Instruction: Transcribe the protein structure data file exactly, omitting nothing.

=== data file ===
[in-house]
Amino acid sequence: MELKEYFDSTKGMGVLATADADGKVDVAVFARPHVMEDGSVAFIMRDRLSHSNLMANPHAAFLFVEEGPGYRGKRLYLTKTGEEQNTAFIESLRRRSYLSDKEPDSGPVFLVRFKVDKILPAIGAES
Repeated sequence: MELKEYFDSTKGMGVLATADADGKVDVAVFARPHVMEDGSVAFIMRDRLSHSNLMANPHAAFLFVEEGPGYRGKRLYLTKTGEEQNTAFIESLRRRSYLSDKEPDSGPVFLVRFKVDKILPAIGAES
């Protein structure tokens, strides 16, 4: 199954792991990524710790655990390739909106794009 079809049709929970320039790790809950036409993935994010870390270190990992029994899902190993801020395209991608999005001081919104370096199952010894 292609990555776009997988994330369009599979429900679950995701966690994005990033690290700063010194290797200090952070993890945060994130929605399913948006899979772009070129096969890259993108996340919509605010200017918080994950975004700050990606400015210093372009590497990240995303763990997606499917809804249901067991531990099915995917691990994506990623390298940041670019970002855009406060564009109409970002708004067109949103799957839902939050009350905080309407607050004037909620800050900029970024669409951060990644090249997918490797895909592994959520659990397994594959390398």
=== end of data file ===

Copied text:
[in-house]
Amino acid sequence: MELKEYFDSTKGMGVLATADADGKVDVAVFARPHVMEDGSVAFIMRDRLSHSNLMANPHAAFLFVEEGPGYRGKRLYLTKTGEEQNTAFIESLRRRSYLSDKEPDSGPVFLVRFKVDKILPAIGAES
Repeated sequence: MELKEYFDSTKGMGVLATADADGKVDVAVFARPHVMEDGSVAFIMRDRLSHSNLMANPHAAFLFVEEGPGYRGKRLYLTKTGEEQNTAFIESLRRRSYLSDKEPDSGPVFLVRFKVDKILPAIGAES
């Protein structure tokens, strides 16, 4: 199954792991990524710790655990390739909106794009 079809049709929970320039790790809950036409993935994010870390270190990992029994899902190993801020395209991608999005001081919104370096199952010894 292609990555776009997988994330369009599979429900679950995701966690994005990033690290700063010194290797200090952070993890945060994130929605399913948006899979772009070129096969890259993108996340919509605010200017918080994950975004700050990606400015210093372009590497990240995303763990997606499917809804249901067991531990099915995917691990994506990623390298940041670019970002855009406060564009109409970002708004067109949103799957839902939050009350905080309407607050004037909620800050900029970024669409951060990644090249997918490797895909592994959520659990397994594959390398």